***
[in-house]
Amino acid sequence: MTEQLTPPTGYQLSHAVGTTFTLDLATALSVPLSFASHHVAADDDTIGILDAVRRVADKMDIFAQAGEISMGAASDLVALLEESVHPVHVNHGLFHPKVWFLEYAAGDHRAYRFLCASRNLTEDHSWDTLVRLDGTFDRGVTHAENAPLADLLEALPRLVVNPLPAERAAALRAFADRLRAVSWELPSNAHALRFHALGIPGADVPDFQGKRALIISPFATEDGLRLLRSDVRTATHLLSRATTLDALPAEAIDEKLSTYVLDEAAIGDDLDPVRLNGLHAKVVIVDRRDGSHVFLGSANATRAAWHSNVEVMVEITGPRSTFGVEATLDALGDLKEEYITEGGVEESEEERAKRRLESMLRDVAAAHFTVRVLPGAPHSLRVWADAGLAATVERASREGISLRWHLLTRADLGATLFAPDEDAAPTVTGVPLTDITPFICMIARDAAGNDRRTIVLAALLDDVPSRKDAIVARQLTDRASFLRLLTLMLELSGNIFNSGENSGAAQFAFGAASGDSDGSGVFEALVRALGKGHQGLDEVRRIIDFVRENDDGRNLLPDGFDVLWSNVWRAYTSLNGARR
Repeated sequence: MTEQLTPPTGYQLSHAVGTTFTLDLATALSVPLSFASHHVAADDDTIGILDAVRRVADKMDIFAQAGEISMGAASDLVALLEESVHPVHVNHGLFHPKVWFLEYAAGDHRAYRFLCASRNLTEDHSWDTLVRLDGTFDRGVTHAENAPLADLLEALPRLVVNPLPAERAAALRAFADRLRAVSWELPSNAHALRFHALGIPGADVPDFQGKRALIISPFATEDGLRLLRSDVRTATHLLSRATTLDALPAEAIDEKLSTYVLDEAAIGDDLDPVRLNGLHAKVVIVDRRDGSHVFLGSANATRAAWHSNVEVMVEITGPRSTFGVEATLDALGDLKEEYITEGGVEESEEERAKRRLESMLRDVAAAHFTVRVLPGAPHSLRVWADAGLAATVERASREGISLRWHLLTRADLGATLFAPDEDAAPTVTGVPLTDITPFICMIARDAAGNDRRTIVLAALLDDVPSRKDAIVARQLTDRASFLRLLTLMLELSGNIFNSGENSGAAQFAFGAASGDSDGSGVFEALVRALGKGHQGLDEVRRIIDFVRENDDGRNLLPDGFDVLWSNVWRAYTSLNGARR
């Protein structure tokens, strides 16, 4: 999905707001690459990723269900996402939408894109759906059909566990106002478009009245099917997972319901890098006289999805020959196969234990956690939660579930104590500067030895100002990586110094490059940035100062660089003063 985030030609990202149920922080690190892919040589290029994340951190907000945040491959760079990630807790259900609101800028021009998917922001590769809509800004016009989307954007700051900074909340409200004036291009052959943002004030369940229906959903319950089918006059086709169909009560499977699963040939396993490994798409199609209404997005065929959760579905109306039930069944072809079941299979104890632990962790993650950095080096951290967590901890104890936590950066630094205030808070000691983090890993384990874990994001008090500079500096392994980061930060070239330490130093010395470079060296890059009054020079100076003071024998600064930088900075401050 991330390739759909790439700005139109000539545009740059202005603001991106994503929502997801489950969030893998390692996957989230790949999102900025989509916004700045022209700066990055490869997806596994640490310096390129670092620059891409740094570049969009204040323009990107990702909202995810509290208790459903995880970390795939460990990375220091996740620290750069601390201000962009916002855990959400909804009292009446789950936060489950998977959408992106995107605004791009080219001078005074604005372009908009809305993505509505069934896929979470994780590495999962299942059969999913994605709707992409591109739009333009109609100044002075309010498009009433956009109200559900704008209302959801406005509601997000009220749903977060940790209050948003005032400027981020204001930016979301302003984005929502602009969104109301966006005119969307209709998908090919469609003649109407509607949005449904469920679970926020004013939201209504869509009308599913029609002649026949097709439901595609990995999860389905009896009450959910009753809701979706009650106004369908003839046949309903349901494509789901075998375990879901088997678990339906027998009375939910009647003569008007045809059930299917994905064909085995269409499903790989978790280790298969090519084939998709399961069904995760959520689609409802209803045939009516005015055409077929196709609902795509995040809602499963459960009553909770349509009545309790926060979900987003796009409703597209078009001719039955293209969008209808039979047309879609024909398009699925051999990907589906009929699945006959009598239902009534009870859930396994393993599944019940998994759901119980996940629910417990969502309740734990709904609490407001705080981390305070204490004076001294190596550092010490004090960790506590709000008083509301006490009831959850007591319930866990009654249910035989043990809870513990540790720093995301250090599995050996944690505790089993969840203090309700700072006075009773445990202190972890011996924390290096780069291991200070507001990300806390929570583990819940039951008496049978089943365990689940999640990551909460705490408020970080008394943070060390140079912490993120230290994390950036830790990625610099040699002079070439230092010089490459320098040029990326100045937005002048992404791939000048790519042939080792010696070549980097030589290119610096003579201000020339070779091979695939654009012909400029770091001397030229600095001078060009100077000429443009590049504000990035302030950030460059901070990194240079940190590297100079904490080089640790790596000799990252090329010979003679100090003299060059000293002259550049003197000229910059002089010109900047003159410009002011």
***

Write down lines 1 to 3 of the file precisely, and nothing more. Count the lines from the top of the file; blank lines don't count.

[in-house]
Amino acid sequence: MTEQLTPPTGYQLSHAVGTTFTLDLATALSVPLSFASHHVAADDDTIGILDAVRRVADKMDIFAQAGEISMGAASDLVALLEESVHPVHVNHGLFHPKVWFLEYAAGDHRAYRFLCASRNLTEDHSWDTLVRLDGTFDRGVTHAENAPLADLLEALPRLVVNPLPAERAAALRAFADRLRAVSWELPSNAHALRFHALGIPGADVPDFQGKRALIISPFATEDGLRLLRSDVRTATHLLSRATTLDALPAEAIDEKLSTYVLDEAAIGDDLDPVRLNGLHAKVVIVDRRDGSHVFLGSANATRAAWHSNVEVMVEITGPRSTFGVEATLDALGDLKEEYITEGGVEESEEERAKRRLESMLRDVAAAHFTVRVLPGAPHSLRVWADAGLAATVERASREGISLRWHLLTRADLGATLFAPDEDAAPTVTGVPLTDITPFICMIARDAAGNDRRTIVLAALLDDVPSRKDAIVARQLTDRASFLRLLTLMLELSGNIFNSGENSGAAQFAFGAASGDSDGSGVFEALVRALGKGHQGLDEVRRIIDFVRENDDGRNLLPDGFDVLWSNVWRAYTSLNGARR
Repeated sequence: MTEQLTPPTGYQLSHAVGTTFTLDLATALSVPLSFASHHVAADDDTIGILDAVRRVADKMDIFAQAGEISMGAASDLVALLEESVHPVHVNHGLFHPKVWFLEYAAGDHRAYRFLCASRNLTEDHSWDTLVRLDGTFDRGVTHAENAPLADLLEALPRLVVNPLPAERAAALRAFADRLRAVSWELPSNAHALRFHALGIPGADVPDFQGKRALIISPFATEDGLRLLRSDVRTATHLLSRATTLDALPAEAIDEKLSTYVLDEAAIGDDLDPVRLNGLHAKVVIVDRRDGSHVFLGSANATRAAWHSNVEVMVEITGPRSTFGVEATLDALGDLKEEYITEGGVEESEEERAKRRLESMLRDVAAAHFTVRVLPGAPHSLRVWADAGLAATVERASREGISLRWHLLTRADLGATLFAPDEDAAPTVTGVPLTDITPFICMIARDAAGNDRRTIVLAALLDDVPSRKDAIVARQLTDRASFLRLLTLMLELSGNIFNSGENSGAAQFAFGAASGDSDGSGVFEALVRALGKGHQGLDEVRRIIDFVRENDDGRNLLPDGFDVLWSNVWRAYTSLNGARR